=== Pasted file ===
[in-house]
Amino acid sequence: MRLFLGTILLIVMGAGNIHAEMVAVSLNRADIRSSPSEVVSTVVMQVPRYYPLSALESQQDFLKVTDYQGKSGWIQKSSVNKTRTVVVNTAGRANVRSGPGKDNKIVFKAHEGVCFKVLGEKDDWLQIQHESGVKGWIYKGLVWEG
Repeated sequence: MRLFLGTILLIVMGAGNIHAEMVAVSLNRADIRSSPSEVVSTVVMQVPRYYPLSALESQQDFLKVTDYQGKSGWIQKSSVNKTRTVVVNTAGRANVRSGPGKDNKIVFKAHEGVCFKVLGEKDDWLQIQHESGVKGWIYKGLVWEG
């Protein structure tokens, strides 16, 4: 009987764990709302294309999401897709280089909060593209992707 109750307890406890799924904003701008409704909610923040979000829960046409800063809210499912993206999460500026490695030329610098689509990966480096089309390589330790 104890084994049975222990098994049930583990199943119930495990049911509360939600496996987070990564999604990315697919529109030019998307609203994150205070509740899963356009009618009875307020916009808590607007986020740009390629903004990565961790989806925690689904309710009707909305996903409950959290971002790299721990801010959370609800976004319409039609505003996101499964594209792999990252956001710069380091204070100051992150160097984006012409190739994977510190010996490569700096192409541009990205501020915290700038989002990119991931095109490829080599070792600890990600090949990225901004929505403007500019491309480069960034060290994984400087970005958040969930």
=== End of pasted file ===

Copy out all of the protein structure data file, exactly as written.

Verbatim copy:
[in-house]
Amino acid sequence: MRLFLGTILLIVMGAGNIHAEMVAVSLNRADIRSSPSEVVSTVVMQVPRYYPLSALESQQDFLKVTDYQGKSGWIQKSSVNKTRTVVVNTAGRANVRSGPGKDNKIVFKAHEGVCFKVLGEKDDWLQIQHESGVKGWIYKGLVWEG
Repeated sequence: MRLFLGTILLIVMGAGNIHAEMVAVSLNRADIRSSPSEVVSTVVMQVPRYYPLSALESQQDFLKVTDYQGKSGWIQKSSVNKTRTVVVNTAGRANVRSGPGKDNKIVFKAHEGVCFKVLGEKDDWLQIQHESGVKGWIYKGLVWEG
């Protein structure tokens, strides 16, 4: 009987764990709302294309999401897709280089909060593209992707 109750307890406890799924904003701008409704909610923040979000829960046409800063809210499912993206999460500026490695030329610098689509990966480096089309390589330790 104890084994049975222990098994049930583990199943119930495990049911509360939600496996987070990564999604990315697919529109030019998307609203994150205070509740899963356009009618009875307020916009808590607007986020740009390629903004990565961790989806925690689904309710009707909305996903409950959290971002790299721990801010959370609800976004319409039609505003996101499964594209792999990252956001710069380091204070100051992150160097984006012409190739994977510190010996490569700096192409541009990205501020915290700038989002990119991931095109490829080599070792600890990600090949990225901004929505403007500019491309480069960034060290994984400087970005958040969930």